The honors program at the University of Rhode Island is offering a three-credit upper-level course called Philosophy of Sport this semester.

This course involves “thinking about sports and athletic activity through the prism of philosophy, starting with the idea of human beings as homo ludens, or ‘playing animals,’” as suggested by the URI course catalog.

The course is instructed by Dr. Cheryl Foster, who has been teaching for more than two decades. Students are not required to have any background in philosophy or have athletic experience to take this class.

“Everybody has some relationship to sports and athletics, either as an appreciator or a practitioner,” Foster said. “The course introduces philosophical practice through something all of us know something about in some way. I would like to think there’s something for everybody, even if you have minimal interest in sports and a stronger interest in philosophy. It’s a good touchstone almost everybody can relate to in some way.”

The material used for this course is called “Introduction to the Philosophy of Sport” by Heather L. Reid. This text examines the history, ethical and socio-political issues of sport through a philosophical dimension.
“I had read about eight books and I thought that this one was outstanding,” Foster said. “One student who took this class went on to get a master’s degree in sports psychology and is now an athletic counselor and advisor and he says ‘I’m using all that stuff we learned,’ which made me realize how valuable this could be.”

The course goes beyond just basic textbook learning, as students have a lot of autonomy in deciding what to theoretically focus on. Every student has to teach one class for each unit of the chapter. They self-select into the topic that they want to teach to their peers and devise mechanisms for teaching content that they justify as important.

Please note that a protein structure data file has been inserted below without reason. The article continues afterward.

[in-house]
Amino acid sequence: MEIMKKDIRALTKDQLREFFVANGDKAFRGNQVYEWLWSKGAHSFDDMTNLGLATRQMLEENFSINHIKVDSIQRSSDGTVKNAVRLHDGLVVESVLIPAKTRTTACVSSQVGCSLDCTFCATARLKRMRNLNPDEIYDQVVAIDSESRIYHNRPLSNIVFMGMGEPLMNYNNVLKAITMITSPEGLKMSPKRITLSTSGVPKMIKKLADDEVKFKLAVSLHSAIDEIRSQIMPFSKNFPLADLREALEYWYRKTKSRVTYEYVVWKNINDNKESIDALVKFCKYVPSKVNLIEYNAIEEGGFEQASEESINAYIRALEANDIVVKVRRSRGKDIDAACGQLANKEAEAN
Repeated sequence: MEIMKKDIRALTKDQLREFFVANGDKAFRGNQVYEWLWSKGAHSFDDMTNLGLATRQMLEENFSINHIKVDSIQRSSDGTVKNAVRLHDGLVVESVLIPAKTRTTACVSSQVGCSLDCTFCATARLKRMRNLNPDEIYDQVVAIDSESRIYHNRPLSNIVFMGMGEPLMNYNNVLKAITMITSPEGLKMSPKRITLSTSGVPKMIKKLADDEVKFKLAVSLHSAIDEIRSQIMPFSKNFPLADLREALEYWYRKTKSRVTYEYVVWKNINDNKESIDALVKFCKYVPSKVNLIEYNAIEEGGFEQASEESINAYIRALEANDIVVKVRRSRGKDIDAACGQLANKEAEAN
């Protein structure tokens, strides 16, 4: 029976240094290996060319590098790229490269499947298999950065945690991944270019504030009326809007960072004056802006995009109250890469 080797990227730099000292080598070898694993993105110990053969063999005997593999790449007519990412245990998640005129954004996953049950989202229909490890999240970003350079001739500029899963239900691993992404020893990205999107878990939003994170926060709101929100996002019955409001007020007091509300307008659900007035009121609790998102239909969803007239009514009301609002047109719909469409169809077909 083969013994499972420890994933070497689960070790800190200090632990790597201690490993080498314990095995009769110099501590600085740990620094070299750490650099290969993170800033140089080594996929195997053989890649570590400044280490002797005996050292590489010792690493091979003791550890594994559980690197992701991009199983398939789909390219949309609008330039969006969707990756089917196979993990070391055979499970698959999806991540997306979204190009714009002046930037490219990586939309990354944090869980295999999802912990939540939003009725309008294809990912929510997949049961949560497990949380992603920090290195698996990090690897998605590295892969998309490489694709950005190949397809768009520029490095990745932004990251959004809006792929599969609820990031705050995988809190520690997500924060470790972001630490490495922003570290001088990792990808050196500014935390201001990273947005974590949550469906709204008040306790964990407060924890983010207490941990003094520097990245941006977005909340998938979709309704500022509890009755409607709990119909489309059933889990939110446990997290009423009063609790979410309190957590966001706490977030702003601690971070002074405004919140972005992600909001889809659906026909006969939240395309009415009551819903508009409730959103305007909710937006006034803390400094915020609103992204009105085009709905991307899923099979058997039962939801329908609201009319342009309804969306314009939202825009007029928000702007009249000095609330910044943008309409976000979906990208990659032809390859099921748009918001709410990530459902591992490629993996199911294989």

“That is the single best thing I decided to do because the students have been phenomenal,” Foster said. “The way they have taught it has been genuinely illuminating for peers.”
Autumn Walter, a junior taking the class said, “I want to be in the sports realm after graduation; I like all the different ways of thinking and focusing on sports because it gives me a different perspective than the kids in my other sports classes.”

Kyleigh Richard, a junior majoring in biological sciences, didn’t know what to expect when she signed up for the class but she’s had a very positive experience having her classmates teach the class. “It has been great to see everyone’s different interpretations of the chapters we have studied and all the different ways they chose to teach,” she said. “In other classes, I’ve had teachers suggest that we practice trying to teach someone else the material in order to remember it. This class puts that suggestion into practice and proves how great a learning technique it is.”

Students enrolled are graded based on four criteria: well-executed plan and justification of the material chosen to be taught, peer review, internal group assessment and a final reflection. HPR 411: Philosophy of Sport can be taken by sophomores, juniors or seniors who have a cumulative GPA of 3.4 or higher.